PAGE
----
Symptomatic peri-acetabular metastatic lesions are often treated with open surgery such as modified Harrington procedures. In an effort to avoid surgical complications inherently associated with open surgical approaches, we developed and recently reported a novel Tripod percutaneous screw technique. The tripod technique is minimally invasive and was found to yield excellent outcomes regarding both pain control and functionality. The procedure is performed in a standard operative theater using fluoroscopic guided percutaneous screws. Despite the simplicity of intraoperative set-up and instrumentation, it is technically demanding. Obtaining the correct fluoroscopic views and troubleshooting intraoperative hurdles can be challenging for even an experienced orthopedic surgeon. The technique and bony conduits were previously described in the trauma literature, however, there are key points of difference in the setting of metastatic disease. Here we provide a compilation of a stepwise graphic guide for the tripod model in the setting of metastatic peri-acetabular lesions, as well as the tips and tricks based on our own experience. These encompass preoperative preparation, operating room settings, intraoperative fluoroscopic guidance, postoperative care, and subsequent conversion to a cemented total hip arthroplasty, if needed.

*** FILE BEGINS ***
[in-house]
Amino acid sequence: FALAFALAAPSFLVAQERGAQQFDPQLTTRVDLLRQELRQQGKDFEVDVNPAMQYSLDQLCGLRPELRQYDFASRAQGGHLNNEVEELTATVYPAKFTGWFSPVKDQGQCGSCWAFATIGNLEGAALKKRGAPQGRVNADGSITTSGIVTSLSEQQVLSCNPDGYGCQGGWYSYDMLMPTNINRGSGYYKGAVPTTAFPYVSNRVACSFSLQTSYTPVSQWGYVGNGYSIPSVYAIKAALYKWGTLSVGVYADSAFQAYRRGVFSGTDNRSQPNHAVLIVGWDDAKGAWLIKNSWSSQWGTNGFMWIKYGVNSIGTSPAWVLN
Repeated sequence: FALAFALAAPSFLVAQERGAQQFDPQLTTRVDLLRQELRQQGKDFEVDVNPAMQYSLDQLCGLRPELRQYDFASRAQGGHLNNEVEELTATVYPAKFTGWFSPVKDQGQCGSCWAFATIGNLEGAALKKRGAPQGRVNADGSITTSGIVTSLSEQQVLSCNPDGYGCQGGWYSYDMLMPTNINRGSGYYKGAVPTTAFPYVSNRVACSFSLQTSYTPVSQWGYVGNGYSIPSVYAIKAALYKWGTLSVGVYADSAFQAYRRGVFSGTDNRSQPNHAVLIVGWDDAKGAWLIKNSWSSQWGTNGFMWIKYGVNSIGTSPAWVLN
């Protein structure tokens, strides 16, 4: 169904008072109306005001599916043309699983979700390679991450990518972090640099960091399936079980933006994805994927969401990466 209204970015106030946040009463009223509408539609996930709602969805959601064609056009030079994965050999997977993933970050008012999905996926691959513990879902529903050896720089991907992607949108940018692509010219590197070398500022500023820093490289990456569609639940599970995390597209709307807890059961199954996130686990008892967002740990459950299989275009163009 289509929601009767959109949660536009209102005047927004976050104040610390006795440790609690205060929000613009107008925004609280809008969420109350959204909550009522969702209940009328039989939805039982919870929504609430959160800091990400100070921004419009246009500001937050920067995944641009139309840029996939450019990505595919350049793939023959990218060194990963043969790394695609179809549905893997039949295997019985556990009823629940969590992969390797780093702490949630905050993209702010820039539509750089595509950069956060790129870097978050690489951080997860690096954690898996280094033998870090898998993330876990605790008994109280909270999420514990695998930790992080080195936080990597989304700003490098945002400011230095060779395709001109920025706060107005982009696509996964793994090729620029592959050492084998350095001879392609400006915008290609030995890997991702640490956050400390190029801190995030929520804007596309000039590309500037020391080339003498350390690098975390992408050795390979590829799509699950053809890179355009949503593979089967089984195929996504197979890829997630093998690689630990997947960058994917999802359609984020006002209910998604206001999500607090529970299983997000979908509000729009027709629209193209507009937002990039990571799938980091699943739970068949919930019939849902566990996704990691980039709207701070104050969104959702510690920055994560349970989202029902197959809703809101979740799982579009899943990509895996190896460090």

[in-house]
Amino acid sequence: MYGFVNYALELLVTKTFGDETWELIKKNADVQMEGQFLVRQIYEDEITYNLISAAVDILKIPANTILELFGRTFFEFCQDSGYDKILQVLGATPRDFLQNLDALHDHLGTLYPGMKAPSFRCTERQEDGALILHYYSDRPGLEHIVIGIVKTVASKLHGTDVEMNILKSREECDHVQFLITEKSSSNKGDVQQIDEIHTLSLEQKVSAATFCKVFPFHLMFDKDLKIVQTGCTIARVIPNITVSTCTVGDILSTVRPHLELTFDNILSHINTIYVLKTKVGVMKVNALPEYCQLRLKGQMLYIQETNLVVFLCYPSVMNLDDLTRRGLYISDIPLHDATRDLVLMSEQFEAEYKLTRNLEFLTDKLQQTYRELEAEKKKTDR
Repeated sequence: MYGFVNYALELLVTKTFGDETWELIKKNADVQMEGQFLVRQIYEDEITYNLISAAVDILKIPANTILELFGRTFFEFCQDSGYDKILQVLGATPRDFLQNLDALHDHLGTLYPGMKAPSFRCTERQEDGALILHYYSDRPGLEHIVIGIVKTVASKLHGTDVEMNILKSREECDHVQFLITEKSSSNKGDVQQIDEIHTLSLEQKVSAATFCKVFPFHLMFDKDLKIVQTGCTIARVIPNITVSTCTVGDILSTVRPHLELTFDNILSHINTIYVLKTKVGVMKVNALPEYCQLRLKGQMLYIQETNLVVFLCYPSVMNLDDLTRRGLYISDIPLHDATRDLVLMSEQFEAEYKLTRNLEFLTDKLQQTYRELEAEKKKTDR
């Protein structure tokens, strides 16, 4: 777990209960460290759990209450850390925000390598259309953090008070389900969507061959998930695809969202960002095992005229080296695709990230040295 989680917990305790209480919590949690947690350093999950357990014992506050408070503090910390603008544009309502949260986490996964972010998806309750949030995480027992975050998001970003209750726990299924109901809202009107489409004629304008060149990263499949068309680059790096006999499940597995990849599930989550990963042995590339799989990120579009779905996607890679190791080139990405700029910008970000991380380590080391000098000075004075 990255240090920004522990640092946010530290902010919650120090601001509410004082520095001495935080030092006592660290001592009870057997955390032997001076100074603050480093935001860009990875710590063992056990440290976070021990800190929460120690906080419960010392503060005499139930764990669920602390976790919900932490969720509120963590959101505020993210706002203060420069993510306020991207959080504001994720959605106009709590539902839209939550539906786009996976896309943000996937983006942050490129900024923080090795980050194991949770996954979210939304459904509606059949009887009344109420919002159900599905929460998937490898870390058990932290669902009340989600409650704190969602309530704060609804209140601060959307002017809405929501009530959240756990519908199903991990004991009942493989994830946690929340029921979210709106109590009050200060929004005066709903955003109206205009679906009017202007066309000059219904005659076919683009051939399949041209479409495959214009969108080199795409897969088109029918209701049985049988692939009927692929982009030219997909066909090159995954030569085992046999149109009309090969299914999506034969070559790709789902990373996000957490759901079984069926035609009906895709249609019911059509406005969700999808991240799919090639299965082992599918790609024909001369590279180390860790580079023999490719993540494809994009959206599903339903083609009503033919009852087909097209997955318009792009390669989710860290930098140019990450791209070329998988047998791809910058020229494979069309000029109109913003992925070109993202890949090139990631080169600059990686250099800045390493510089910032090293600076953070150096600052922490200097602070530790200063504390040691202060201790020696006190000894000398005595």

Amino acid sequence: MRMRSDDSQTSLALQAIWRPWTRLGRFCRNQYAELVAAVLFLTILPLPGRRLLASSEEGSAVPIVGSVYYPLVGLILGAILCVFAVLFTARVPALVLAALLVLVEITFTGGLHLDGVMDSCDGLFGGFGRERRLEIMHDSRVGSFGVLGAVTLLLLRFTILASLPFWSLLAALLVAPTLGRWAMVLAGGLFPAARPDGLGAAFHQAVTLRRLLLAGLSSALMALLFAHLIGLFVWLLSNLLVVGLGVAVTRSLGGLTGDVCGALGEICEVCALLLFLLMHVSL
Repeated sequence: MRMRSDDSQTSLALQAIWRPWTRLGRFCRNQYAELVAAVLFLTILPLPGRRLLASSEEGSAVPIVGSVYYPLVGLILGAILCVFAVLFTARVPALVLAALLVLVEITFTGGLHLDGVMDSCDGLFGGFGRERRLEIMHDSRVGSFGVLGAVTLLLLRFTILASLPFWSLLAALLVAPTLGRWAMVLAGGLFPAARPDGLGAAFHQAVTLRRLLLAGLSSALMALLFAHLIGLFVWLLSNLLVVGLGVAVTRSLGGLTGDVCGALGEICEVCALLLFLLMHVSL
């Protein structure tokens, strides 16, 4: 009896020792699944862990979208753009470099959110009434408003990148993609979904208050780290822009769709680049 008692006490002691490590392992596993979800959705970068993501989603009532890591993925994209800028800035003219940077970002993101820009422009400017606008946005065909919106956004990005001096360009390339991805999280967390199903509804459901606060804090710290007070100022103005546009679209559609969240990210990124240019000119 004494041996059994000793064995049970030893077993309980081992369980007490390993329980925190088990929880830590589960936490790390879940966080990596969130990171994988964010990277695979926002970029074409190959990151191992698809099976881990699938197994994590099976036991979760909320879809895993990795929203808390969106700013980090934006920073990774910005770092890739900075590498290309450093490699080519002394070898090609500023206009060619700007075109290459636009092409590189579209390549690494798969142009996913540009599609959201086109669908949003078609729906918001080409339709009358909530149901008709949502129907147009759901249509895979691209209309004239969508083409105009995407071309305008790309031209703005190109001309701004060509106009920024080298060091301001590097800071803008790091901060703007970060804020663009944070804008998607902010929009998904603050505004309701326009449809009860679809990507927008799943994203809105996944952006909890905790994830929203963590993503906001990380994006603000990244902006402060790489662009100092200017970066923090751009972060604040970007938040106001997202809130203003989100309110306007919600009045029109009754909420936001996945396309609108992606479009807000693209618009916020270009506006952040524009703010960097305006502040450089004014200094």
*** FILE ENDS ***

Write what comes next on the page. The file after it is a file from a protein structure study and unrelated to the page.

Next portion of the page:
- peri-acetabular metastasis
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